St. Mark's Episcopal Church

.
..
Home | About Us | Worship | Ministries | Christian Education | Administration | Links | Calendar | Newsletters | Contact Us

Home > Worship > Recent Sermons > 2015 Sermons >
.
Epiphany IV Sermon 2015
.
Jim Campbell

This in from King 5 Sports--The Seahawks may have a little extra help on their side.  “A group of nuns called the "Seahawks Sisters" are crossing their fingers that the Hawks win this weekend. They're also saying a little prayer.  To help get into the Super Bowl spirit the sisters made a big display of their twelfie signs.  "They're such wonderful, wonderful men. Such integrity and excitement and skills - they're wonderful.  We love them!" retired nun Alexis Melancon said.  The "Seahawks Sisters" are all retired nuns who live at Providence Saint Joseph in West Seattle.  The sisters never forget to wear blue and green to support their team.
 
Ok, so it is SUPER BOWL SUNDAY!!  Bonnie and I were at a celebration of new ministry for the Rev. Drew Foisie at St. Aidan’s, Camano Island last Thursday, and the Rev. Nigel Taber-Hamilton, St. Augustine’s, Freeland was there too—dressed in his Seahawks colors!  I asked him if that was his worship service attire for this Sunday.  He said no, but the altar guild had discussed making him some Seahawks vestments--without getting it done in time.  The preacher for the service, the Rev. Bob Randall from Old Donation Episcopal church in Virginia, constantly brought up to the partisan Seahawk audience at the service his amazement at the enthusiasm and dedication of the Seahawk 12s, while also talking about his recent associate priest, Drew.  (He did bring up his support of Peyton Manning at last year’s Super Bowl, but said that did not work out so well, and maybe he should get on board with the 12s.  More on that later!)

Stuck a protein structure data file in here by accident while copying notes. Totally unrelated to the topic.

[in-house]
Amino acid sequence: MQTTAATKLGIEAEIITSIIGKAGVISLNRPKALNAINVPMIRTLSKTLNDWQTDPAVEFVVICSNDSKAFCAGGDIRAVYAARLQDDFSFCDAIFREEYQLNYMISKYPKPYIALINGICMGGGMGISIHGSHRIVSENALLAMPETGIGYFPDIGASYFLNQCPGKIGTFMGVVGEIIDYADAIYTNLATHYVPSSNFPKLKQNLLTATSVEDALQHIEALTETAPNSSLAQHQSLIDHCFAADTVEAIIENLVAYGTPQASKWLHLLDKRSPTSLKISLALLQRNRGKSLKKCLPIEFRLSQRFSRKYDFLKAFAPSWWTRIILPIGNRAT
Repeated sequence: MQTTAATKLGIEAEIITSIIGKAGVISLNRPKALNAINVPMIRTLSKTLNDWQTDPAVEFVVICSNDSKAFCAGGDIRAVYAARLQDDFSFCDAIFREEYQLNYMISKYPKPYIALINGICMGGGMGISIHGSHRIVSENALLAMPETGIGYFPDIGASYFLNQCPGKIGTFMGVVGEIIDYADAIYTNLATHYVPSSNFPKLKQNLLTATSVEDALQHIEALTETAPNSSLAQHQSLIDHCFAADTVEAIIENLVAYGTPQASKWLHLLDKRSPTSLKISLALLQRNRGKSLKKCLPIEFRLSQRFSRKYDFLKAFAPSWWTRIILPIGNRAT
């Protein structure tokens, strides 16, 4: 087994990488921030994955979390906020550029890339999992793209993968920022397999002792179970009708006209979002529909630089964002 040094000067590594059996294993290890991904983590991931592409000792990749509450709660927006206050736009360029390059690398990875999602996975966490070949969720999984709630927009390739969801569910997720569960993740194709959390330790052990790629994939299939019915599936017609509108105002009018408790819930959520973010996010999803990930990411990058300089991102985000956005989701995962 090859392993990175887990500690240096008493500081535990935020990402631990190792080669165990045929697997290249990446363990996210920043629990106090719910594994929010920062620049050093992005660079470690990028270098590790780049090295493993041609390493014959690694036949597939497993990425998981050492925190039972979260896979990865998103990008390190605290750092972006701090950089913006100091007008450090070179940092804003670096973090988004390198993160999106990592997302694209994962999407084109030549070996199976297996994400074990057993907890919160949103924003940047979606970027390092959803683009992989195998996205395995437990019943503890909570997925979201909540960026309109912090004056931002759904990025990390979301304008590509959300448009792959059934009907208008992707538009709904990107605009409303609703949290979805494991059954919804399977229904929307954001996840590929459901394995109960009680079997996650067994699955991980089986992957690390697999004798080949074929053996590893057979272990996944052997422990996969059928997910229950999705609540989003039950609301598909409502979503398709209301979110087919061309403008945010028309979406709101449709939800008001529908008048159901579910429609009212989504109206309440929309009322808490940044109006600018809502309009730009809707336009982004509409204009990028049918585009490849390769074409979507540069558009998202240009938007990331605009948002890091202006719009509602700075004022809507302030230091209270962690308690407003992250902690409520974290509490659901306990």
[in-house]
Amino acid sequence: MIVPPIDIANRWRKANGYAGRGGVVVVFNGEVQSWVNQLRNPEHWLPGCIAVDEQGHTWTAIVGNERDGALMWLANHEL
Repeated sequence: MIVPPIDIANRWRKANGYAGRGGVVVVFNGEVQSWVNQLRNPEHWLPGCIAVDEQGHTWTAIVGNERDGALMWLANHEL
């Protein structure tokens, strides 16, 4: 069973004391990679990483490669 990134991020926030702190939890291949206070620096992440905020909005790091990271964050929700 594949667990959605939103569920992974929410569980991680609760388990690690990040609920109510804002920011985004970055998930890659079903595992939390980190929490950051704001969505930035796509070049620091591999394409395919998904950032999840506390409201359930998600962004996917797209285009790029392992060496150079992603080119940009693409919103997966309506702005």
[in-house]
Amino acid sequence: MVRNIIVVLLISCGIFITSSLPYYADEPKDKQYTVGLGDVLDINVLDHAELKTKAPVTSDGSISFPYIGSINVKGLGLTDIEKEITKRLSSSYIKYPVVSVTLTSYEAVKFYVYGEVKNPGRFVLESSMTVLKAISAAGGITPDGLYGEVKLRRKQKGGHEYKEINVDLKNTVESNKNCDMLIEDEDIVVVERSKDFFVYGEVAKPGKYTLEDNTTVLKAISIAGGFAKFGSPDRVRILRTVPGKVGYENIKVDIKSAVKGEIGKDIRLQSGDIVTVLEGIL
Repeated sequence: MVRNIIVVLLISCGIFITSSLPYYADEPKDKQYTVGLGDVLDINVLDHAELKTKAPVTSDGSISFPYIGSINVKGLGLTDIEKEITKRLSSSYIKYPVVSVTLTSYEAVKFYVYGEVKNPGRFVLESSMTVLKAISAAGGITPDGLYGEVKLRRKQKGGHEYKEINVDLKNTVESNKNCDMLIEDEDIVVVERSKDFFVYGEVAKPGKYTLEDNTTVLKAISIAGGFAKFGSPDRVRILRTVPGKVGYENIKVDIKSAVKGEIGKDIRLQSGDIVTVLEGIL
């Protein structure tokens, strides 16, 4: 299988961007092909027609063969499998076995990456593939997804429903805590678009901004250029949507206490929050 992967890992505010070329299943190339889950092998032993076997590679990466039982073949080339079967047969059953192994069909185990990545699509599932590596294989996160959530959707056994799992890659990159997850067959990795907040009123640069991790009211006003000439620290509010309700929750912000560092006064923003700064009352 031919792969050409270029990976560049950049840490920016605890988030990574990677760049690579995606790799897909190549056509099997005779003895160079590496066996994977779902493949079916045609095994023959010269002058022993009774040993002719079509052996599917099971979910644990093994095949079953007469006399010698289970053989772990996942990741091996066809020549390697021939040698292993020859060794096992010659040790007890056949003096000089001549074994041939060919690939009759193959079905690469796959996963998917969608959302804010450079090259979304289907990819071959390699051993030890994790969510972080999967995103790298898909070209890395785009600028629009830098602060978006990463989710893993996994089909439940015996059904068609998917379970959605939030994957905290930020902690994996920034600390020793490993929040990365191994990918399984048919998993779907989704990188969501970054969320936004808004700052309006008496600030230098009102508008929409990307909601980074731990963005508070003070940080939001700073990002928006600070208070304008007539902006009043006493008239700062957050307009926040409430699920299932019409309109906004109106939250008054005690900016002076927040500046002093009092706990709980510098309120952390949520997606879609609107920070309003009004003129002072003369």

To today’s readings—I was not excited by any of them!  But, there is a kernel of a message in today’s Gospel I will mention.  It is that Jesus astounded his disciples and everyone else by his confident and forceful teaching and healing with authority, to lead others to follow him and do likewise.
 
 
Bonnie and I on our recent vacation to California and Arizona attended and visited a few churches along the way.  I am going to tell you a little bit about each one and how they relates to this message.
 
Our first church visited was St. Andrew’s in Sedona, AZ.  We found the 70 or so people there at the worship service to be really friendly.  I felt they were not into the service as far as singing (they had a choir of 8 who seemed to do most of the singing), until they sung together the Lord’s Prayer, while holding hands.  We were there for Jesus’ baptism Sunday, but there was no renewing of Baptismal vows or aspersing, which confused us.  One announcement made was that their normal Monday evening weekly community meal was not covered by the group from another church that was supposed to provide it, so they needed lots of help to put this on.  We told them we could help—and did!  They put Bonnie and I at the front of the serving line, me serving lasagna and Bonnie serving mac & cheese.  Most of the people who received food were elderly or needy, and they really appreciated getting this meal and a few other food items made available by the church.  This church is very dedicated to this community ministry.
 
Our next church visited was Faith Church in Laguna Niguel, CA.  The church is part of a business park, and was a little hard to find.  But the inside was very nicely decorated to feel like a church space.  The new vicar there is a friend of ours, Rev. JR Lander, who served in our Diocese until recently at St. Columba, Kent.  This was only his second week there, and he has been placed in this church by the Diocese of Los Angeles (with some grant funds) to build it up in an area with lots of young people and a fairly well off community.  JR was very enthusiastic about his call here, and was working at getting his people there to see the same commitment toward the church and its growth in that community.  JR had a young girl, maybe 12, who is an acolyte, also serve the bread with his supervision.  We were well received there, but stayed only for the fellowship time, as they were having a fairly serious finances meeting after.